We all went to quiet time. I did some reading and had a short nap.
The kids' quiet time consisted of folding and putting away their laundry, listening to audio books, and playing.
The kids did their chicken chores, cleaned up quiet time messes, and played with homemade parachutes in the back yard.
I prepared dinner at a leisurely pace while listening to this month's Mentoring in the Classics audio.
My husband arrived home from work around 6pm.
We all ate dinner together as a family. Since we are studying Ancient China, we ate sweet and sour pork with rice.
Since the kids tend to eat slower than the adults, while the kids finished eating my husband started washing the dinner dishes. (Our kitchen and dining table are in the same room, so my husband often washes the dishes while I stay at the table with the kids.) I grabbed the book I've been reading about Ancient China and shared some fascinating insights about Chinese silkworms, religion, and inventions with the family.
Free time for all. The kids played rambunctious games in the living room.
My husband and I went to the home office. He used the computer while we chatted about current events and caught up on the day.
Alina and my husband read their own books together in the master bedroom.
Ian chose to do a reading lesson, so we settled on the couch together.
I read-aloud a chapter of A Bear Called Paddington to Ian.
Alina joined me and Ian in the living room for read-aloud time.
The kids got settled into their beds and I read them a chapter of The Chocolate Touch.
Lights out in the kids' room at 9:15pm.
My husband and I read our own books in bed until ready for sleep around 9:45pm.
I didn't sleep very well, so I awoke later than usual. I took a shower and got dressed.
I caught up on emails and Facebook while my hair dried.
My husband left for work at 7:20am.
I made my bed, did my hair and makeup, and started a load of laundry.
I heard the kids talking in their room, but got sucked back onto the computer for a little while.
I warmed up leftover oatmeal porridge for breakfast.
The kids and I emptied the dishwasher.
We ate breakfast together while listening to the next Ancient China chapter on The Story of the World audio book.
I dealt with the chicken bone broth that had been slow-cooking overnight. I only needed to scoop out a couple jars of broth and add some fresh water to make more broth. We each had a cup of warm, salty, yummy broth.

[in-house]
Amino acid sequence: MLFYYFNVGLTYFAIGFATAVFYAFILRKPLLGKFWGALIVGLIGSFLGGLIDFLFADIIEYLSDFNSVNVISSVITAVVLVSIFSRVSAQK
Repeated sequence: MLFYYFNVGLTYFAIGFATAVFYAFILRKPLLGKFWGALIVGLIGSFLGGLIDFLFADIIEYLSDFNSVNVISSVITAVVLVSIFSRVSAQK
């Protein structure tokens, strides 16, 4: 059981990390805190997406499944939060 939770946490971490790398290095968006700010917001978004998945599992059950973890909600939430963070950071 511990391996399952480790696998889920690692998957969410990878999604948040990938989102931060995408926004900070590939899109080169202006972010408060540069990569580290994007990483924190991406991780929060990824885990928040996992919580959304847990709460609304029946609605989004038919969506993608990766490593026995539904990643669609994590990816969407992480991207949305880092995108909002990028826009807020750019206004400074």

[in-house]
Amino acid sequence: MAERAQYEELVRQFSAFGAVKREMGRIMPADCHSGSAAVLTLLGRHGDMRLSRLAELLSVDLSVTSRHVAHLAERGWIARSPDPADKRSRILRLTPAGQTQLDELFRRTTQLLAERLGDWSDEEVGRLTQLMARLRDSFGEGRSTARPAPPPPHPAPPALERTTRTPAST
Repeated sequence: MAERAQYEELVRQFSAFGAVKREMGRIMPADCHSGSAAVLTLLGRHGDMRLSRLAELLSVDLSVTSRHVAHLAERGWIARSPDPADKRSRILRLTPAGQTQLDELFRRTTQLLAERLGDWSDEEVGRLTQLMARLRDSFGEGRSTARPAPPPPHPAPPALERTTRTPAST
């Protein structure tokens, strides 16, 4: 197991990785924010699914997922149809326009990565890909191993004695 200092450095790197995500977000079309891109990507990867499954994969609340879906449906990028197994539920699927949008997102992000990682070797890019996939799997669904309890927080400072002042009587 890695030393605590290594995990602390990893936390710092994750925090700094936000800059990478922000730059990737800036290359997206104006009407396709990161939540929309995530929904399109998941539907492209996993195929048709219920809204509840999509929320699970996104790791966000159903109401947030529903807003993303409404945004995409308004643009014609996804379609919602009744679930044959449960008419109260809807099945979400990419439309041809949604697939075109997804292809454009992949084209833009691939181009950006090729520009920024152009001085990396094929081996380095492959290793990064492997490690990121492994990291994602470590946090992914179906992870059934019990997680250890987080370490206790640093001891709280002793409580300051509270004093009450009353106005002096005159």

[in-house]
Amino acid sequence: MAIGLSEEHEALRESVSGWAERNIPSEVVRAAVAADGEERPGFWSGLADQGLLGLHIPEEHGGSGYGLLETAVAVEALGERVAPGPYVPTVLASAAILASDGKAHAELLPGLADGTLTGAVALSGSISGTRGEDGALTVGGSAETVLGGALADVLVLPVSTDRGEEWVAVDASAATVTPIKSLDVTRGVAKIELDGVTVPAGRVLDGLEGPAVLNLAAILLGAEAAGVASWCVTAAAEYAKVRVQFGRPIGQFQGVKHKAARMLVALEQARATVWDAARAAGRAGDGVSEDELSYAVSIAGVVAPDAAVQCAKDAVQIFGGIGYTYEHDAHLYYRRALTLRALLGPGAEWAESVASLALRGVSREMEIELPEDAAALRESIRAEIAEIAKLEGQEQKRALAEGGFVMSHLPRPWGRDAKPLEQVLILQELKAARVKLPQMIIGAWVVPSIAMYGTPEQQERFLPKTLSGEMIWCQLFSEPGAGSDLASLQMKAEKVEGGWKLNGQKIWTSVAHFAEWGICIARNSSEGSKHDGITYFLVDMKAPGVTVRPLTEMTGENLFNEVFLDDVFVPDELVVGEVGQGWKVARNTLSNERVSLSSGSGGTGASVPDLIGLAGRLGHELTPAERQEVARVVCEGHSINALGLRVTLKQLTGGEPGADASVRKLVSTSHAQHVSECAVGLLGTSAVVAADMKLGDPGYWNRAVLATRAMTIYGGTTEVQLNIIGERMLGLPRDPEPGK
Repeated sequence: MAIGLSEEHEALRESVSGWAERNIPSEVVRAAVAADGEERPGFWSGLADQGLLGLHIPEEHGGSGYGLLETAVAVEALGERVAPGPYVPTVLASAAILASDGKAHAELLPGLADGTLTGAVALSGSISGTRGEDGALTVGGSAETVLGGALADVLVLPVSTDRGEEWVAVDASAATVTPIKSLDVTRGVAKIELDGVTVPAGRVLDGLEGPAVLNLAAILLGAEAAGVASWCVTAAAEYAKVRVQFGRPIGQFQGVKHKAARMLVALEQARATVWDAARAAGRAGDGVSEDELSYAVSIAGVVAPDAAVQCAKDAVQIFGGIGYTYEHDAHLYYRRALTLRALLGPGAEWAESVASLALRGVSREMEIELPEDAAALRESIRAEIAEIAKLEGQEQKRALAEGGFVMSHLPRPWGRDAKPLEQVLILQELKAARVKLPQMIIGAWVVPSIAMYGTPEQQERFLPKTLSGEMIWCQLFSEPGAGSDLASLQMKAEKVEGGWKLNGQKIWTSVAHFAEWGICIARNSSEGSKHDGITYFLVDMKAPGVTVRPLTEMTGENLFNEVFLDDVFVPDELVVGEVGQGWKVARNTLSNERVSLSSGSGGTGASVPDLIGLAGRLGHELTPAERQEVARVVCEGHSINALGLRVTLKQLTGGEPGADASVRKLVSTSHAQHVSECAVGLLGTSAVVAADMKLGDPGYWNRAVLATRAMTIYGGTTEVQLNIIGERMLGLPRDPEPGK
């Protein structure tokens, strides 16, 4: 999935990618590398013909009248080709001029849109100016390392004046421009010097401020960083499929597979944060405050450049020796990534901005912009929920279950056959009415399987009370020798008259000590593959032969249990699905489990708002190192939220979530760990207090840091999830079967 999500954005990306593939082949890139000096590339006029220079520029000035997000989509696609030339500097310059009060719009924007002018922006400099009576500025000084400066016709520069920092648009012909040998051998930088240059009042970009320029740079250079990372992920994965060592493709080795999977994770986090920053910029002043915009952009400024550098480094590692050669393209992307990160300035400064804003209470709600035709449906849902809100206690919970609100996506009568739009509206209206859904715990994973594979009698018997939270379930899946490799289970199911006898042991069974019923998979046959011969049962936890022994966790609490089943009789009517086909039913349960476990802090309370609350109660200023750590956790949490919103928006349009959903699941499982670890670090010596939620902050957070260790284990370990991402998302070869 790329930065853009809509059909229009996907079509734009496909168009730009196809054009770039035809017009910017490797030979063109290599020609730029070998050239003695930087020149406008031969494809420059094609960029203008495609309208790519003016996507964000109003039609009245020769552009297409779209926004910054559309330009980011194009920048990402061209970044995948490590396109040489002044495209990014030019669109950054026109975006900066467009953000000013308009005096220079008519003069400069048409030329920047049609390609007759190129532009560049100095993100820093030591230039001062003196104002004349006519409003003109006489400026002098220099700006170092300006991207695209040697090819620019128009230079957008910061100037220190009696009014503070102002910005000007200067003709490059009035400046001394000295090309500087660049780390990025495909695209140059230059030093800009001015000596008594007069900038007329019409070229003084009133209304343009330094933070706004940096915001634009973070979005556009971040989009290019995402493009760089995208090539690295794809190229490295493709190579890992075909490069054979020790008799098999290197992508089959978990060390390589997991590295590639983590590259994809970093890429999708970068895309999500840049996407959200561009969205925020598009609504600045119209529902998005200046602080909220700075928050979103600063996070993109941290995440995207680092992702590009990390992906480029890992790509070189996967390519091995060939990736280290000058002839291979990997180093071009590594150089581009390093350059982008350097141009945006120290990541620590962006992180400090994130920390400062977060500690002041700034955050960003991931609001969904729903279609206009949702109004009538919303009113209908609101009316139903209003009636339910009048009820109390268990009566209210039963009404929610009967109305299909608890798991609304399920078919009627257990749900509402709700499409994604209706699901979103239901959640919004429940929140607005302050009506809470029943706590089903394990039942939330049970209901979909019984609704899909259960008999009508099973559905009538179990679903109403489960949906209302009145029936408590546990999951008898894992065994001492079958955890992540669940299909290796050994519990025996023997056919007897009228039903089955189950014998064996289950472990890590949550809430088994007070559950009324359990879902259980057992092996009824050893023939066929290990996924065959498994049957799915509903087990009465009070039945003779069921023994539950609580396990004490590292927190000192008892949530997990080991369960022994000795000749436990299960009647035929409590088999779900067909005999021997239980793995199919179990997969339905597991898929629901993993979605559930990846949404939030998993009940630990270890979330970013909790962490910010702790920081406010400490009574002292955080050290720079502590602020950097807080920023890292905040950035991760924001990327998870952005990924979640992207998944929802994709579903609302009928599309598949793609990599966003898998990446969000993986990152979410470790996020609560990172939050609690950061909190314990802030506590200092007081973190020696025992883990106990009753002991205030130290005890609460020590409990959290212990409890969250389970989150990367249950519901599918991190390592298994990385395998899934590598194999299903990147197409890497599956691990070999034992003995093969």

We snuggled on the couch and I read-aloud some Chinese Fables.
We all did our morning chores and personal care.
Ian vacuumed the living room, made his bed, got dressed, and took out the trash.
I washed breakfast dishes, changed over the laundry, and watered our container vegetable garden.
Alina gave the dog fresh water, got dressed, made her bed, and then had a tearful meltdown when I asked her if she was going to do her writing practice. She had recently set a goal to practice writing a few days each week as part of her morning routine. She was bumping up against the fact that she didn't want to practice writing, and was upset with herself. We had a heart-to-heart talk about how it is okay to consciously choose not to do something, without feeling guilty or upset about it. And how choosing not to meet a goal once doesn't mean the whole system is broken. She chose to skip the writing practice and instead read a book.
We all went for a short walk/ride in a nearby neighborhood. Alina has been especially interested to watch the progress of a few houses that are being built, so we spent some time looking at and discussing the progress that has been made.
The kids did their chicken chores, then spent a few minutes reading and playing.
I was back on the computer again, checking email and Facebook.
Ian and I stocked up on household goods at Target, while Alina chose to stay in the car and read Johnny Tremain.
We went to visit my mom and she took us all out to a yummy lunch. My mom and I had a book discussion of Johnny Tremain (for our mother-daughter book club). The kids participated and asked a few questions about the revolutionary war, but mostly just listened to our discussion.
We made a quick stop at the library before taking my mom home.
The kids and I were back at home. We folded and put away our laundry for the day and then headed to quiet time.
The kids played and listened to audio books.
The kids played with Legos, rounded up escaped chickens, collected eggs, and put the trash can at the curb.
I warmed up leftover chicken and mushroom soup for dinner.
My husband returned home from work and we had a family dinner.
The kids and I went to a Watoto children's choir concert.
We returned home and got ready for bed.
Since we were pressed for time, I just read aloud a few poems to the children while they lay in bed.
Lights out in the kids' room at 9:15pm, and then my husband and I read our own books in bed until ready for sleep around 9:45pm.
That's a snapshot of two pretty good days in our homeschool. What do your days look like?
This post is part of Weekly Wrap-Up!